Thirteen Lives recreates terror and hope of Thailand cave rescue
The film adaptation of the remarkable true story launches on Amazon Prime Video today.
This article was originally published in Radio Times magazine.
Cast your mind back to June 2018. The World Cup was on in Russia and England were about to fall short (again). But then all eyes turned to a rather lesser-known football team: the Wild Boars. Twelve boys and their soccer coach were exploring a cave system in northern Thailand that suddenly, without warning, became flooded. With monsoon rains threatening to fatally cut them off, a daring rescue operation was launched. Miraculously, after nearly three weeks stranded, all survived.
“As a kind of relentless – though pragmatic – optimist, I found in this story a great lesson,” says director Ron Howard, whose exhilarating movie retelling, Thirteen Lives, is available this week. “It is proof that these kinds of outcomes are viable.”
Certainly, it’s a story tailor-made for the genial Howard, 68, who has experience directing aquatic tales (Splash, Cocoon, In the Heart of the Sea) and survival epics (Apollo 13). “This was so different because of the cave,” he remarks today, in a thankfully air-conned London hotel mid-heatwave.
Sections of the Tham Luang cave were rebuilt in giant water tanks, when shooting took place in Queensland, Australia, last year. In their quest for authenticity, the actors - Viggo Mortensen, Colin Farrell, Joel Edgerton and Tom Bateman play the divers – also demanded to do the underwater scenes without stunt doubles, “[which] I thought was utterly impractical!” laughs Howard.
British actor Bateman, known for playing the lead in TV drama Beecham House, was taken aback by how “horribly claustrophobic” it was to dive (and act) in these mock-up caves. He recalls one scene, where his character, rescue diver Chris Jewell, gets into trouble underwater. “I remember Ron saying, ‘Man, that was great. The fear in your eyes was so good.’ And I said, ‘That was all real. There was no acting in there.’ I was genuinely thinking: ‘This is terrifying!’”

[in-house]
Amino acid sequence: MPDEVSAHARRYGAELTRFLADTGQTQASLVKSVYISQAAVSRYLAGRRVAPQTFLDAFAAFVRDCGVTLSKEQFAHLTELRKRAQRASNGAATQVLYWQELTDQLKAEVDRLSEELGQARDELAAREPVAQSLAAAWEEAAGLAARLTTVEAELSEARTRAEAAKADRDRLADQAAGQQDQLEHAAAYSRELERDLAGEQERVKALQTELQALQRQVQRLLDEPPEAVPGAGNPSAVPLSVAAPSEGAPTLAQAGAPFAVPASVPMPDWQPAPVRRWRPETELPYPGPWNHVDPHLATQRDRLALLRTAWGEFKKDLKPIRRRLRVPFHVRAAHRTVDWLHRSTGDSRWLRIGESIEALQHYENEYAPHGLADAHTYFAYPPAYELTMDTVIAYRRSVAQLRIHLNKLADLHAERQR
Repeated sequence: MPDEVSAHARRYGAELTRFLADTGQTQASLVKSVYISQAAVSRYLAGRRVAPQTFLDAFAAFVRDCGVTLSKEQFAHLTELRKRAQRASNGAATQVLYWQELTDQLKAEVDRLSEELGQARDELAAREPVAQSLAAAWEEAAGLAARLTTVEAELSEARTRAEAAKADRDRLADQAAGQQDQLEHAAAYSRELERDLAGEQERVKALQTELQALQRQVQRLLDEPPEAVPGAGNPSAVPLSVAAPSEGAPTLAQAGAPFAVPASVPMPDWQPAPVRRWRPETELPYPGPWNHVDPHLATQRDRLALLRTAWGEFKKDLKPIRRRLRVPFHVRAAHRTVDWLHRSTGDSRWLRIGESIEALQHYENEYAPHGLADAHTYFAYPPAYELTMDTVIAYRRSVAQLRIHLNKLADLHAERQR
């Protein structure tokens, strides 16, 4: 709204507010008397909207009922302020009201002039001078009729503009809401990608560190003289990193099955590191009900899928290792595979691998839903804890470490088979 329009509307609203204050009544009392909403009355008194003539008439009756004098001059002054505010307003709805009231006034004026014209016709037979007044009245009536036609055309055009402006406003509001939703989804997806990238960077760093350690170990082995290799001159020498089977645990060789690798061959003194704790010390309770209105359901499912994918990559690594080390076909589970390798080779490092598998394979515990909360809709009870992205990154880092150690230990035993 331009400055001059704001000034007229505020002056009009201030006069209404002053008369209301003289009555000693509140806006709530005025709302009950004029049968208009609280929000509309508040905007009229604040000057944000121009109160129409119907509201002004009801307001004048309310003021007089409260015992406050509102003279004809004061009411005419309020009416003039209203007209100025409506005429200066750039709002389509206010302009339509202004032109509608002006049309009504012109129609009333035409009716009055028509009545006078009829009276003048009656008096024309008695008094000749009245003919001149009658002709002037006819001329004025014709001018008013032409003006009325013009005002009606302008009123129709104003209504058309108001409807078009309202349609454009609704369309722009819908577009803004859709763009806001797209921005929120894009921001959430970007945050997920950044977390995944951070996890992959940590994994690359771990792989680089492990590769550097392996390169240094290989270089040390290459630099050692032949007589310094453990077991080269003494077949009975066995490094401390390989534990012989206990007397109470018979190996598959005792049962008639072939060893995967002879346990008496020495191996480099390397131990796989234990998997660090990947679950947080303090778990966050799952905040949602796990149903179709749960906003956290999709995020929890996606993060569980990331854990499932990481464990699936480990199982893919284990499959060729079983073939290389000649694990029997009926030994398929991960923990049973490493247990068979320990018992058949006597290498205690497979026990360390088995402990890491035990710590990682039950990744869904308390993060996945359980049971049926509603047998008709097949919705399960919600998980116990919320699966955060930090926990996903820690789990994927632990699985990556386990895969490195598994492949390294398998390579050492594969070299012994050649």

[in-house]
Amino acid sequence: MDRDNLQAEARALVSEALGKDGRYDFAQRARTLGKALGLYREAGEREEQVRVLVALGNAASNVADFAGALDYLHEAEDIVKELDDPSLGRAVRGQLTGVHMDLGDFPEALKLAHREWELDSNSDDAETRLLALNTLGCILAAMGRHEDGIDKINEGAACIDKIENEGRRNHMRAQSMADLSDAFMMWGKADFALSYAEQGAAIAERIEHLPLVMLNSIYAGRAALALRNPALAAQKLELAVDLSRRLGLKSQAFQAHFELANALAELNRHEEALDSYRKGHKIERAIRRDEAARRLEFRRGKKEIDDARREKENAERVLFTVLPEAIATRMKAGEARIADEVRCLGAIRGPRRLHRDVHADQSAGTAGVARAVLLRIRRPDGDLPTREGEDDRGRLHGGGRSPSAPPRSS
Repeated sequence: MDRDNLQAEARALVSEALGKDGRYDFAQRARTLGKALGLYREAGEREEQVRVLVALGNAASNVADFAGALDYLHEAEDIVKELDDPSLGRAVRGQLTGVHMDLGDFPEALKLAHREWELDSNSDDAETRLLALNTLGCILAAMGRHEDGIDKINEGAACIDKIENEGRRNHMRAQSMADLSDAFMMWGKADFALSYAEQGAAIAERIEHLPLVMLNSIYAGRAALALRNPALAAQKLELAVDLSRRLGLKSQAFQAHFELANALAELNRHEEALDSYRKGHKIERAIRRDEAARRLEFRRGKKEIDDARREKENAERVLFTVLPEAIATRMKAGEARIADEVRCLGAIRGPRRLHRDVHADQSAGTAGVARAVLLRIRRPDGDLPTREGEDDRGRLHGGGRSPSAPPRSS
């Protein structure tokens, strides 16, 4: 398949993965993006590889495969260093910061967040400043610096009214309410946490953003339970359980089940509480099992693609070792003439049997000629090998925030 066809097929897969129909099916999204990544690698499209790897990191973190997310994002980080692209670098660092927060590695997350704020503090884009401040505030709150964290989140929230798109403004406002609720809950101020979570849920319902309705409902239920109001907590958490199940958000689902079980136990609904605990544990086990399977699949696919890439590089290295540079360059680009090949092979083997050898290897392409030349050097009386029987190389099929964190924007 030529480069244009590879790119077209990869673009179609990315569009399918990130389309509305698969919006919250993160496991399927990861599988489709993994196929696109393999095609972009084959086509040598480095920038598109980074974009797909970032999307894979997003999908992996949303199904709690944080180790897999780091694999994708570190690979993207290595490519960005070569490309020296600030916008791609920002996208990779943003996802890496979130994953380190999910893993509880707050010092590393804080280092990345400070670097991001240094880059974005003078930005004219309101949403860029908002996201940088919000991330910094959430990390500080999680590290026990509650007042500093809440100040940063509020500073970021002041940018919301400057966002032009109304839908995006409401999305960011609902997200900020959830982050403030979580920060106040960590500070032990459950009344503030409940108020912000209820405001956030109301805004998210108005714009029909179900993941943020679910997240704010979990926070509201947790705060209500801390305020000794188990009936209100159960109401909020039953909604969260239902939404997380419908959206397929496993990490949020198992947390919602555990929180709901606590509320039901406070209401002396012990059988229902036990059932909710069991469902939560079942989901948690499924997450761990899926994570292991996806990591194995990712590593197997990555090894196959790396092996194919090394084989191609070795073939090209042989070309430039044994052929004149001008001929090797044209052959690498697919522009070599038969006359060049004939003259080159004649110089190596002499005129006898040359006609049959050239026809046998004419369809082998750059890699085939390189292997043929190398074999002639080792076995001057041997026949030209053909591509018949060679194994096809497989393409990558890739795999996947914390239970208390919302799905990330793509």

Indeed, these were no jolly scuba dives gazing at tropical fish, but learning how to negotiate tight, muddy passageways, carrying bulky equipment in bad visibility. “I’m usually on top of the water – surfing or swimming. I didn’t have a lot of cave diving experience,” says Edgerton, the Australian-born actor recently seen reprising Owen Lars in Star Wars spin-off TV show Obi-Wan Kenobi, who plays Dr Richard ‘Harry’ Harris, an anaesthetist and fellow cave diver. “There were definitely moments where I was reminded of how difficult a challenge it is for these guys to do what they do. And we’re in a safe environment… able at any given point to surface and get a latte!”
“I wasn’t confident that they were alive when we arrived,” admits Rick Stanton, one of the four real-life divers, who alongside Harris and Jewell, was instrumental to the rescue. Stanton, who was awarded the George Medal for his actions, credits the Thai boys’ football coach for keeping the kids’ spirits up, even teaching them to meditate, as the divers began the torturous and highly risky process of extracting them one by one.
“Imagine any western children surviving nine days without food, pretty much in the dark,” he notes. “I’ve spoken to Thai people, and they say, ‘Even Thai kids from Bangkok wouldn’t do it.’” It was their more frugal existence, living in Chiang Mai Province, that “enabled their survival”.
Played in the film by Lord of the Rings star Mortensen, Stanton recalls how Mortensen spent hours with him over Zoom studying his accent and mannerisms. “It wasn’t obvious until I saw him on set and thought, ‘He’s picked that up off me!’”
Amusingly, Stanton’s friend and fellow diver John Volanthen, had never even heard of Colin Farrell until he learned that the Irish star of Fantastic Beasts and Where to Find Them was going to play him. “These guys are busy!” laughs Howard, defending him. “They don’t flip on the TV and keep it going all day…they have other things to think about!” Stanton nods in agreement. “We’re not real big cinemagoers!” Maybe not. But now they’re all movie stars.
Thirteen Lives is streaming now on Amazon Prime Video – sign up to Amazon Prime Video for a 30-day free trial here. If you’re looking for something else to watch tonight, check out our TV Guide or visit our Movies hub for all the latest news.